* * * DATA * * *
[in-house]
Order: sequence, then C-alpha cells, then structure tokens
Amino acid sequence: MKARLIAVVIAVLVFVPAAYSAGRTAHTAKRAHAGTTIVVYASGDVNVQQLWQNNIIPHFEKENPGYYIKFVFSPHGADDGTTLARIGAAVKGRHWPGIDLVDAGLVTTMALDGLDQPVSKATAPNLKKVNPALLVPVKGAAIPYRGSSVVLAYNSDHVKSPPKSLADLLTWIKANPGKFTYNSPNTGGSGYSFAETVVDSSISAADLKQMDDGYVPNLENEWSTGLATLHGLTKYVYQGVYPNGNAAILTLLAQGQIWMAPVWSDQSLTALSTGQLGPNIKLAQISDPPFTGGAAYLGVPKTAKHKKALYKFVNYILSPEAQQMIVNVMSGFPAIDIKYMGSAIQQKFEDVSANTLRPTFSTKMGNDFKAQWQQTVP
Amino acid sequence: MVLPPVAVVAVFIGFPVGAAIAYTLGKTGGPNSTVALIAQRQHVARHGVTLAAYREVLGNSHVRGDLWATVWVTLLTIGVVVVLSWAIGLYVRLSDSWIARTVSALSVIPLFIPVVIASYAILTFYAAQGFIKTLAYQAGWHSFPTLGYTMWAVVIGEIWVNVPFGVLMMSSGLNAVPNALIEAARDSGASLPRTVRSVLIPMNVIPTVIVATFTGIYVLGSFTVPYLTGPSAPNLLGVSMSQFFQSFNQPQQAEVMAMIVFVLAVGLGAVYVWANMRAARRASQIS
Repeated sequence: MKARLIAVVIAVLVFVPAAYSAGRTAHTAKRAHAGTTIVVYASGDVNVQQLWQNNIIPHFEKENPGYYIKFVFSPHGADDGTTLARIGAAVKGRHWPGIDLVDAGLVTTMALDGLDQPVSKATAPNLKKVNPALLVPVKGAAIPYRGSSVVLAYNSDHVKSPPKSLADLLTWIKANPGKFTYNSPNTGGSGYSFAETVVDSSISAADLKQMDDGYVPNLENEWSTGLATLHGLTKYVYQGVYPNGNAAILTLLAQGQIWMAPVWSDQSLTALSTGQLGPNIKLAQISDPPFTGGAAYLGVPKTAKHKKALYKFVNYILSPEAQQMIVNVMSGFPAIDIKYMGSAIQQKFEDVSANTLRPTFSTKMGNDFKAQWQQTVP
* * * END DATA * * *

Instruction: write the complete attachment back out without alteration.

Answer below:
[in-house]
Order: sequence, then C-alpha cells, then structure tokens
Amino acid sequence: MKARLIAVVIAVLVFVPAAYSAGRTAHTAKRAHAGTTIVVYASGDVNVQQLWQNNIIPHFEKENPGYYIKFVFSPHGADDGTTLARIGAAVKGRHWPGIDLVDAGLVTTMALDGLDQPVSKATAPNLKKVNPALLVPVKGAAIPYRGSSVVLAYNSDHVKSPPKSLADLLTWIKANPGKFTYNSPNTGGSGYSFAETVVDSSISAADLKQMDDGYVPNLENEWSTGLATLHGLTKYVYQGVYPNGNAAILTLLAQGQIWMAPVWSDQSLTALSTGQLGPNIKLAQISDPPFTGGAAYLGVPKTAKHKKALYKFVNYILSPEAQQMIVNVMSGFPAIDIKYMGSAIQQKFEDVSANTLRPTFSTKMGNDFKAQWQQTVP
Amino acid sequence: MVLPPVAVVAVFIGFPVGAAIAYTLGKTGGPNSTVALIAQRQHVARHGVTLAAYREVLGNSHVRGDLWATVWVTLLTIGVVVVLSWAIGLYVRLSDSWIARTVSALSVIPLFIPVVIASYAILTFYAAQGFIKTLAYQAGWHSFPTLGYTMWAVVIGEIWVNVPFGVLMMSSGLNAVPNALIEAARDSGASLPRTVRSVLIPMNVIPTVIVATFTGIYVLGSFTVPYLTGPSAPNLLGVSMSQFFQSFNQPQQAEVMAMIVFVLAVGLGAVYVWANMRAARRASQIS
Repeated sequence: MKARLIAVVIAVLVFVPAAYSAGRTAHTAKRAHAGTTIVVYASGDVNVQQLWQNNIIPHFEKENPGYYIKFVFSPHGADDGTTLARIGAAVKGRHWPGIDLVDAGLVTTMALDGLDQPVSKATAPNLKKVNPALLVPVKGAAIPYRGSSVVLAYNSDHVKSPPKSLADLLTWIKANPGKFTYNSPNTGGSGYSFAETVVDSSISAADLKQMDDGYVPNLENEWSTGLATLHGLTKYVYQGVYPNGNAAILTLLAQGQIWMAPVWSDQSLTALSTGQLGPNIKLAQISDPPFTGGAAYLGVPKTAKHKKALYKFVNYILSPEAQQMIVNVMSGFPAIDIKYMGSAIQQKFEDVSANTLRPTFSTKMGNDFKAQWQQTVP